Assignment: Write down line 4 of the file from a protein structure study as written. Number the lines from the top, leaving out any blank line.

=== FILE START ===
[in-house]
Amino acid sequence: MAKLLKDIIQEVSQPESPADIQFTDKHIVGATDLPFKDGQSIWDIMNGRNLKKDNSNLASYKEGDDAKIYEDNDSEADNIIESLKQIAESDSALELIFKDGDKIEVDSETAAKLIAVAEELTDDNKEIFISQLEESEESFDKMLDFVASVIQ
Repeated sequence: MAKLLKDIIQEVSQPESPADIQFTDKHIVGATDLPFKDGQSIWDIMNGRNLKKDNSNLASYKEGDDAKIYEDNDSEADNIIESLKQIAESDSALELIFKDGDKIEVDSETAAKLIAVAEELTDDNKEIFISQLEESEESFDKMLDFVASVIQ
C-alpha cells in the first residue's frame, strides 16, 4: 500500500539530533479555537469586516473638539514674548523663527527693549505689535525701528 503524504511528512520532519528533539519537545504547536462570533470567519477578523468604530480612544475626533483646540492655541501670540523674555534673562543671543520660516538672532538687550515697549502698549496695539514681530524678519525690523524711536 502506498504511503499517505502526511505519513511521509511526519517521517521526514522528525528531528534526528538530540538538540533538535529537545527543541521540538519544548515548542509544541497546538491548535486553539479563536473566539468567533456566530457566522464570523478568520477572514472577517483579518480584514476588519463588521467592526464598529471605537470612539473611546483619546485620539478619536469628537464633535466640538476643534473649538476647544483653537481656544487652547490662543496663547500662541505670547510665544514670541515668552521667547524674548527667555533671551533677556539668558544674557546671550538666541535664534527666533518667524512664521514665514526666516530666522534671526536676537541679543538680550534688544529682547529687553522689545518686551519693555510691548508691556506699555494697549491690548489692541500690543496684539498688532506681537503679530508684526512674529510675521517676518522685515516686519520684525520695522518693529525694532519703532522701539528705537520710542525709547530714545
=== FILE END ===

C-alpha cells in the first residue's frame, strides 16, 4: 500500500539530533479555537469586516473638539514674548523663527527693549505689535525701528 503524504511528512520532519528533539519537545504547536462570533470567519477578523468604530480612544475626533483646540492655541501670540523674555534673562543671543520660516538672532538687550515697549502698549496695539514681530524678519525690523524711536 502506498504511503499517505502526511505519513511521509511526519517521517521526514522528525528531528534526528538530540538538540533538535529537545527543541521540538519544548515548542509544541497546538491548535486553539479563536473566539468567533456566530457566522464570523478568520477572514472577517483579518480584514476588519463588521467592526464598529471605537470612539473611546483619546485620539478619536469628537464633535466640538476643534473649538476647544483653537481656544487652547490662543496663547500662541505670547510665544514670541515668552521667547524674548527667555533671551533677556539668558544674557546671550538666541535664534527666533518667524512664521514665514526666516530666522534671526536676537541679543538680550534688544529682547529687553522689545518686551519693555510691548508691556506699555494697549491690548489692541500690543496684539498688532506681537503679530508684526512674529510675521517676518522685515516686519520684525520695522518693529525694532519703532522701539528705537520710542525709547530714545